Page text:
Backlash, Polls Confirm Climate Change Is Low-Priority Issue

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by H. Sterling Burnett at

Opinion polls and the actions of countries around the globe prove once again climate change ranks behind most other issues in the public’s mind and certainly behind the economy.

A story in the Washington Post (WaPo) notes that even amid the media’s blitzkrieg of climate alarm surrounding the present heatwave, most people are not clamoring for radical climate action:

If proponents of climate policies thought this year’s scorching summer temperatures and extreme weather events would propel the world to embrace rapid action to lower greenhouse gas emissions, they were sorely mistaken. If there is to be any hope that governments might address this issue, they will need a new strategy.

Around the world, nations are choosing to prioritize economic growth and national interest over climate policy.

Which countries seem to be prioritizing their national interests and people’s well-being over climate change, according to WaPo? China, India, Indonesia, and various countries in the European Union, to name a few. Although China, India, and other developing countries clamoring for economic growth have long talked the talk about climate policies, they have never walked the walk. Instead, they consistently increase their fossil fuel use even in the face of heat waves, hurricanes, and droughts. They recognize that such weather events are natural and the best defense is wealth.

The surprise for some is Europe, long the leader in clamoring for climate action. Climate-driven energy and farm policies are bringing protests, and climate protesters are facing sometimes-violent backlash. Right-of-center governments are coming to power there, and new parties are forming to represent the interests of people dependent on fossil fuels—and they are winning government seats. Governments are listening and watering down or backing off their climate commitments or timetables and boosting fossil fuel use and production. From Germany to Ireland to Italy, France, the Netherlands, Norway, Spain, and the United Kingdom, climate action is taking a back seat to other priorities.

In some countries, new governments less committed to radical climate action are taking power. In other countries, governments fearing economic decline and a loss of political power are responding to heat waves and other weather events not with a greater commitment to fighting climate change but with proposals to water down existing climate commitments. Heat or no heat, governments are cooling on climate action.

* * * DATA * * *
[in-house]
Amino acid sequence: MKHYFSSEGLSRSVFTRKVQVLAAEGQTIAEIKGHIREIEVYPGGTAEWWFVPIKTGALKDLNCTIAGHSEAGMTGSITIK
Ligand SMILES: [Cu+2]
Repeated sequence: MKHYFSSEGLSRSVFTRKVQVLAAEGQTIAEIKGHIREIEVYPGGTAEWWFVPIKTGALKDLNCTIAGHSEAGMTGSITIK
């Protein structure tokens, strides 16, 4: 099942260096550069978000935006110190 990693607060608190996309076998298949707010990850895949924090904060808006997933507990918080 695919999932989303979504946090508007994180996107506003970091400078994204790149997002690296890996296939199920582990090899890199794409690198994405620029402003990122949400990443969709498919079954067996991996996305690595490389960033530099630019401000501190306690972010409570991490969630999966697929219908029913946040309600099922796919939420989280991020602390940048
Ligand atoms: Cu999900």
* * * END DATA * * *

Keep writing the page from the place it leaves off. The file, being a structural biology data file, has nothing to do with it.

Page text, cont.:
Polls show most of the public supports a focus on matters other than the “existential threat” climate change supposedly poses.

In the United Kingdom, for example,, a Britain-based international internet market research and data analytics company, conducted a brief, one-question survey on behalf of CAR 26, a UK-based organization that campaigns for informed and rational analysis of climate matters, and my own Heartland Institute.

In 2021, CAR sponsored a survey which asked, “To what extent would you support or oppose having ‘eco-lockdowns’ (lockdowns for environmental reasons) in the future for the UK to meet its Net Zero Carbon targets?” At the time, 39 percent of those who had an opinion on the matter strongly supported COVID-19-style lockdowns to fight climate change, with government forcibly keeping people home and cutting their energy use.

Despite two additional years of accelerated fearmongering by climate-profiteering elites and their lapdogs in the mainstream media, the number of those surveyed who strongly support eco-lockdowns has fallen by 20 percent in a new survey in 2023, with the decline in support most significant among those who identify themselves as politically liberal. The survey also showed strong opposition to government lockdowns to meet net-zero targets has increased from 62 percent to 64 percent.

Should that surprise anyone? I think not, based on a recent survey conducted in the United States.

The Quinnipiac University Polling Institute asked Americans whether they were concerned about climate change, among other questions. Forty-two percent of those polled said they were very concerned, and 25 percent were somewhat concerned. The remaining third of those surveyed were either not so concerned (12 percent) or not concerned at all (20 percent). The poll surveyed 2,056 adults 18 years and older, with 1,809 describing themselves as registered voters.

The media hype has worked in the United States. Despite copious amounts of data showing extreme weather events such as droughts, floods, and hurricanes have not increased in number or severity in recent decades, 60 percent of those surveyed “think that the extreme weather events in the United States over the past few years are related to climate change.”

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